Other details emerged that showed the remarkable lengths to which the Six's design team had gone to reduce the mass of moving components. JPX was astounded to discover three different types of con-rods in each engine, with progressively larger big-end bearings for the rods nearer the center, where loadings are higher. Even 40 years ago the benefit of such a strategy was well-known, but no one else bothered to take advantage of it. Any other manufacturer would have made six identical rods, each able to cope with the highest possible loading. But Honda's obsessive desire to have no component heavier than it need be caused the engineers to tailor each pair precisely for their function.
In the same way, the seven main bearings are also different, ranging from 24mm in diameter at the center to 14mm for the outer pairs. The crankshaft itself runs on carriers bolted to the top crankcase half, which takes all the loads. Thus the bottom half can be made much lighter and flimsier from magnesium alloy.Similarly, the camshafts (each head has four, linked together in pairs) are barrel-shaped, concentrating their mass at the point of greatest flex, the center, and thus saving weight at their ends. But this in turn means the geometry of the valve gear varies from one cylinder to the next, with different cam profiles. The benefit is tiny, the resulting difficulties immense, yet at every turn Honda went to such obsessive lengths seemingly regardless of cost.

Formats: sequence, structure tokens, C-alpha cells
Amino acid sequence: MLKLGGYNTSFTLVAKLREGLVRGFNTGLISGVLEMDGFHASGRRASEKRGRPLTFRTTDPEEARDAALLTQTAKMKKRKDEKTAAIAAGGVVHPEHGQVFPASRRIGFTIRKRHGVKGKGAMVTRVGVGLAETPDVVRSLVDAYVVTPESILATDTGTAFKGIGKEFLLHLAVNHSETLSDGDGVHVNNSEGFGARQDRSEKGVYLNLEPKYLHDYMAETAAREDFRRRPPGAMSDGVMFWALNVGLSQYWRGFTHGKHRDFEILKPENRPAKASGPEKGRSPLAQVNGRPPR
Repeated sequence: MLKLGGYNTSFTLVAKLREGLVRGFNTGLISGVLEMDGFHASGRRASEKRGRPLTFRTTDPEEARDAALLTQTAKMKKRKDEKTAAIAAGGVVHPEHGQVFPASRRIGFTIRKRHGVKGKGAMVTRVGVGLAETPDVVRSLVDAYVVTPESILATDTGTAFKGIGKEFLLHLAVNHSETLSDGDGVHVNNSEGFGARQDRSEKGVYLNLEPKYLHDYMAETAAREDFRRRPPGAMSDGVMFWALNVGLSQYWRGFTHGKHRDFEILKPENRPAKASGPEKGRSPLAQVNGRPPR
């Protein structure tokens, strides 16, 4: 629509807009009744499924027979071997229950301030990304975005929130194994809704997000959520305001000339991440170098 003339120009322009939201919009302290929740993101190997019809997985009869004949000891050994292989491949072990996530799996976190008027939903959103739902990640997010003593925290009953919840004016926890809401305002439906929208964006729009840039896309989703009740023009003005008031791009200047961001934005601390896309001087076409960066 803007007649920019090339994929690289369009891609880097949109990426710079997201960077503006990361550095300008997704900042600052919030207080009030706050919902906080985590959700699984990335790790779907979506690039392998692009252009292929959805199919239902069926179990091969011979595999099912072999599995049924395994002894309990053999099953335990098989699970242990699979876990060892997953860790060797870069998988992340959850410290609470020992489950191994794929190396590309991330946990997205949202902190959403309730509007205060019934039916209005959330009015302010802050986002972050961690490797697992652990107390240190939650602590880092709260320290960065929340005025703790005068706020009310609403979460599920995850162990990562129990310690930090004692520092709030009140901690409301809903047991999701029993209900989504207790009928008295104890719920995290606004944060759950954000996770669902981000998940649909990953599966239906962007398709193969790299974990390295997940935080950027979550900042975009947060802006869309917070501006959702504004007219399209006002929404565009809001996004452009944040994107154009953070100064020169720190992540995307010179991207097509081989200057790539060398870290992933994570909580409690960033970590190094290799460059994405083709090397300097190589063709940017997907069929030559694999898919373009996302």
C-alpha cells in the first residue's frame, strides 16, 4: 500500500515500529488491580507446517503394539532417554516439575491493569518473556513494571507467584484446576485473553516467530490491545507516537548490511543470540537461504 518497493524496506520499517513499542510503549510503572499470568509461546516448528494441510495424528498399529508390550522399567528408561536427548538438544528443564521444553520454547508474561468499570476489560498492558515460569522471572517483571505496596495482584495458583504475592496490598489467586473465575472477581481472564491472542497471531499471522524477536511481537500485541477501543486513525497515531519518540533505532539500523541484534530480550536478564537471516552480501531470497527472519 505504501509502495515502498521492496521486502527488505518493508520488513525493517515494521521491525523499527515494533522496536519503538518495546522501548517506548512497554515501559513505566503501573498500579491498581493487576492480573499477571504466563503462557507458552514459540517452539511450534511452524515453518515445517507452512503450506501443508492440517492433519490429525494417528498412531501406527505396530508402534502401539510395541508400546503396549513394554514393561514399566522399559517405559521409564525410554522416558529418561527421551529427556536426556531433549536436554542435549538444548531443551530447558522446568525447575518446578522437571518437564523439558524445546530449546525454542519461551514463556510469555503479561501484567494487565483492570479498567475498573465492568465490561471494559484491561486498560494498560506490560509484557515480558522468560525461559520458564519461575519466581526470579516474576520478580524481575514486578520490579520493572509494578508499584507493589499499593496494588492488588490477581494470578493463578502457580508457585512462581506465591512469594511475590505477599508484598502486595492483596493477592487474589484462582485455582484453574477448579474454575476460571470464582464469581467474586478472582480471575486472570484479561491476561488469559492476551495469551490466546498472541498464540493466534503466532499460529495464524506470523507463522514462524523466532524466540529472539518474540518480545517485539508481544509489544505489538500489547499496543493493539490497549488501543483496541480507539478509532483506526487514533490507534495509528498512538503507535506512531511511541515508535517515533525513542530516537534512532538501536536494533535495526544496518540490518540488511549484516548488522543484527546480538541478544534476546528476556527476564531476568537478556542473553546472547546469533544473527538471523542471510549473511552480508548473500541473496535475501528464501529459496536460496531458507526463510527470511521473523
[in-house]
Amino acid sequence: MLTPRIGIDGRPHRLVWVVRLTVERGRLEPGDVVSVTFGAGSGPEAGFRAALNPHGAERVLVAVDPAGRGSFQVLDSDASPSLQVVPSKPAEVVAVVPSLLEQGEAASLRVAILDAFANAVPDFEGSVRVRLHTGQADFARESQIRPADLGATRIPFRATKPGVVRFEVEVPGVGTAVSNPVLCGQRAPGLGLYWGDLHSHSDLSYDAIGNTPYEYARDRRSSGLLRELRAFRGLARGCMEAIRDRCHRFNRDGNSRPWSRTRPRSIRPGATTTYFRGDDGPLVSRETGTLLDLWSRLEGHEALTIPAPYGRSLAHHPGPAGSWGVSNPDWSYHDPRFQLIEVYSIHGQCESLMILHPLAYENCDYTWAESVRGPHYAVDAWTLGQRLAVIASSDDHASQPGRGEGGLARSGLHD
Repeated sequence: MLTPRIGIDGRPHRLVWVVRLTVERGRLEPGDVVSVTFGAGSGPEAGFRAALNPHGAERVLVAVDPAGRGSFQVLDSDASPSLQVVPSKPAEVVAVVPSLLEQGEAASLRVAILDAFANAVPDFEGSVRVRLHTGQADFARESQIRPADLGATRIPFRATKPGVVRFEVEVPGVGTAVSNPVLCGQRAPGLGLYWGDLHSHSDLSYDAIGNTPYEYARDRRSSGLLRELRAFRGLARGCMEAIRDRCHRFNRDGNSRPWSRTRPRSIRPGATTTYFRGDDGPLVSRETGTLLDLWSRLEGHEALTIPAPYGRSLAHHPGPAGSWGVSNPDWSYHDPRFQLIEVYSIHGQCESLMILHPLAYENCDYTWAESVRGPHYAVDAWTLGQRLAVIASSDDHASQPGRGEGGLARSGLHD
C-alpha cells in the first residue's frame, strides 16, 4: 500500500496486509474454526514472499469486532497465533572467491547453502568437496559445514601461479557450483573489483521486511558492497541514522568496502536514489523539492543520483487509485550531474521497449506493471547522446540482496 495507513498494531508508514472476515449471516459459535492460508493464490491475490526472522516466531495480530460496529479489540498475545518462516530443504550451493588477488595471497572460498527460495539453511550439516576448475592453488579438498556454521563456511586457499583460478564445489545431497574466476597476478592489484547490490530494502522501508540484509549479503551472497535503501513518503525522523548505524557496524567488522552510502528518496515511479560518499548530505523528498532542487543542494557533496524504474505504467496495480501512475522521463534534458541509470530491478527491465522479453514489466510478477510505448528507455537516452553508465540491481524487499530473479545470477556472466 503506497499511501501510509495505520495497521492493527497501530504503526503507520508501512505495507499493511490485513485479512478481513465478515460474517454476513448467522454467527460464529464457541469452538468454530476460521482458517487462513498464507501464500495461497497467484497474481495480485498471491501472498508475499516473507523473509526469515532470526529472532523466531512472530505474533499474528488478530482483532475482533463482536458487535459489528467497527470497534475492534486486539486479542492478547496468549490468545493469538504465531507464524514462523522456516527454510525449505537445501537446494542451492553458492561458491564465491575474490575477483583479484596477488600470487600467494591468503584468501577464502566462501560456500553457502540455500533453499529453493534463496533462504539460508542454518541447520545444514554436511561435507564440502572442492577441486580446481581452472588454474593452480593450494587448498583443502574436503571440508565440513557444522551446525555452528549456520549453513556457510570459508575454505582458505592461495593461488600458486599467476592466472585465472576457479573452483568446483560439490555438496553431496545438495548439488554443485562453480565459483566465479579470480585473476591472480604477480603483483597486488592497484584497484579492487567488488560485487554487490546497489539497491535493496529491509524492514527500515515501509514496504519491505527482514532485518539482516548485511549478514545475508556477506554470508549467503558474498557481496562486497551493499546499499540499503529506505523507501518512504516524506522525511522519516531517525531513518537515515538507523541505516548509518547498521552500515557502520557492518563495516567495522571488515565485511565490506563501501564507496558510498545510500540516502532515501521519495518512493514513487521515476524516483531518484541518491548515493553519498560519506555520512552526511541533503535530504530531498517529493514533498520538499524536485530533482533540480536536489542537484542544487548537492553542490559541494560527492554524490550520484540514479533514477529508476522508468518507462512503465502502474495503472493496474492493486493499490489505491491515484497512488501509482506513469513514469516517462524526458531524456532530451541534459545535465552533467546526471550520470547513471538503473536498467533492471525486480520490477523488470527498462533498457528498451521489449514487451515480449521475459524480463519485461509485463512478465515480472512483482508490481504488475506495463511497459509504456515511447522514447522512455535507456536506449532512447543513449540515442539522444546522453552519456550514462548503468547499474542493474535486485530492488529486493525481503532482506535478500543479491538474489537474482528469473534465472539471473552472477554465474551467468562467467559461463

Other than the crankshaft, JPX's biggest challenge was in replicating the Six's tiny but elaborate castings at its in-house foundry. The cylinder block, for instance, is sand-cast using a three-dimensional jigsaw of no less than 29 interlocking sub-molds (known as cores). Casting the heads requires 23, while even the relatively simple sump needs 15.
Even with the very latest computer-controlled technology, machining the major castings was even more complex. JPX's CNC machine--as big as a truck--took several weeks to set up for the job. The machining operation itself took 14 hours and 90 tool heads to machine a single cylinder block. How Honda engineers of the early 1960s did this simply staggers the mind.
The engine is riddled with galleries and tiny oilways, unseen by anything but X-ray, with some only 1mm apart. Sometimes two narrow oilways are combined, saving perhaps 0.5mm in width on a single, larger one. Cumulatively this allows the engine to be perhaps 3mm narrower than it might otherwise--yet another minute but worthwhile return on the work involved.
The tiny pistons are machined from solid, and run in iron cylinder liners. Tolerances are so fine the liners must be dipped in liquid nitrogen before being pressed into the pre-heated block. To reduce internal friction, no oil control rings are fitted, just paired compression rings. As with a few other highly stressed components, JPX had the wrist pins coated with a space-age diamond-like finish, the hardest surface treatment known to science. At the other extreme, many of the new engine's gaskets were simply cut out using a pair of scissors.
Nothing so crude would do for the carburetors, replicas of Honda's round-slide Keihins. The floats are individually modified from those of a current Honda road bike, and even the jets had to be specially machined. Each bank of six cost more than $35,000 to make.
The Six is littered with bearings. All but one or two are needle, ball or roller, which offer less drag than plain bearings. At one stage during the project JPX had one man who did nothing but contact bearing manufacturers all over the world trying to source parts which might fit the Six's bespoke demands. After several weeks he had located perhaps one-third of the team's needs. The rest, including bearing cages, had to be laboriously made from scratch.
The more you delve into the Honda Six's inner secrets, the more you marvel at the skill and confidence of the men who first built it, almost four decades ago. "Compared to this," Beale sighs, "the Benelli was built by a blacksmith." MC